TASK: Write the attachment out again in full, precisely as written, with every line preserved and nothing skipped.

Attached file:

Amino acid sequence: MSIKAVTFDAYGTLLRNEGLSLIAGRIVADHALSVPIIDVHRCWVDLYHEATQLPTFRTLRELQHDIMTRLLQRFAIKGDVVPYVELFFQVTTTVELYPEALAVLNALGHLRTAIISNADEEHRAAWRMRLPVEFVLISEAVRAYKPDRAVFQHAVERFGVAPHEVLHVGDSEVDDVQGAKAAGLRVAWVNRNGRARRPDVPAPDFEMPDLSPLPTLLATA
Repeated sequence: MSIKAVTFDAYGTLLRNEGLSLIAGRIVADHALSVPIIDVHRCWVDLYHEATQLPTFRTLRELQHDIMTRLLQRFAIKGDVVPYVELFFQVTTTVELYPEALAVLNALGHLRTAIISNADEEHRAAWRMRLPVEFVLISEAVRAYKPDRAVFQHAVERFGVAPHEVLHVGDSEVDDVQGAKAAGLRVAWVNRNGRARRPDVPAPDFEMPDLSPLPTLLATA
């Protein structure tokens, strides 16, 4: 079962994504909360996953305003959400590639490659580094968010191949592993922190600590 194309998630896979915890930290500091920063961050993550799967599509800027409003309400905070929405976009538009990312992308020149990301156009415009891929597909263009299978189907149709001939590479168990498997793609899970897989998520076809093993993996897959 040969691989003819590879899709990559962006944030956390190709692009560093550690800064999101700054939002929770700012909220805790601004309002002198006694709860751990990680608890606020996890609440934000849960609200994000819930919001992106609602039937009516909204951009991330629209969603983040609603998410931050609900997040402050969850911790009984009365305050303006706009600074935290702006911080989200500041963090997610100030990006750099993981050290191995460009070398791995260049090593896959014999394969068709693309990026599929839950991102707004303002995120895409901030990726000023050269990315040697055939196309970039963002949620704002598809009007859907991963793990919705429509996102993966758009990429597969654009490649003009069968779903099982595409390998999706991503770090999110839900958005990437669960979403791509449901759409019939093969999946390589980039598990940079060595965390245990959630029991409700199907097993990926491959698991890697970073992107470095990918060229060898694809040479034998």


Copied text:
Amino acid sequence: MSIKAVTFDAYGTLLRNEGLSLIAGRIVADHALSVPIIDVHRCWVDLYHEATQLPTFRTLRELQHDIMTRLLQRFAIKGDVVPYVELFFQVTTTVELYPEALAVLNALGHLRTAIISNADEEHRAAWRMRLPVEFVLISEAVRAYKPDRAVFQHAVERFGVAPHEVLHVGDSEVDDVQGAKAAGLRVAWVNRNGRARRPDVPAPDFEMPDLSPLPTLLATA
Repeated sequence: MSIKAVTFDAYGTLLRNEGLSLIAGRIVADHALSVPIIDVHRCWVDLYHEATQLPTFRTLRELQHDIMTRLLQRFAIKGDVVPYVELFFQVTTTVELYPEALAVLNALGHLRTAIISNADEEHRAAWRMRLPVEFVLISEAVRAYKPDRAVFQHAVERFGVAPHEVLHVGDSEVDDVQGAKAAGLRVAWVNRNGRARRPDVPAPDFEMPDLSPLPTLLATA
């Protein structure tokens, strides 16, 4: 079962994504909360996953305003959400590639490659580094968010191949592993922190600590 194309998630896979915890930290500091920063961050993550799967599509800027409003309400905070929405976009538009990312992308020149990301156009415009891929597909263009299978189907149709001939590479168990498997793609899970897989998520076809093993993996897959 040969691989003819590879899709990559962006944030956390190709692009560093550690800064999101700054939002929770700012909220805790601004309002002198006694709860751990990680608890606020996890609440934000849960609200994000819930919001992106609602039937009516909204951009991330629209969603983040609603998410931050609900997040402050969850911790009984009365305050303006706009600074935290702006911080989200500041963090997610100030990006750099993981050290191995460009070398791995260049090593896959014999394969068709693309990026599929839950991102707004303002995120895409901030990726000023050269990315040697055939196309970039963002949620704002598809009007859907991963793990919705429509996102993966758009990429597969654009490649003009069968779903099982595409390998999706991503770090999110839900958005990437669960979403791509449901759409019939093969999946390589980039598990940079060595965390245990959630029991409700199907097993990926491959698991890697970073992107470095990918060229060898694809040479034998």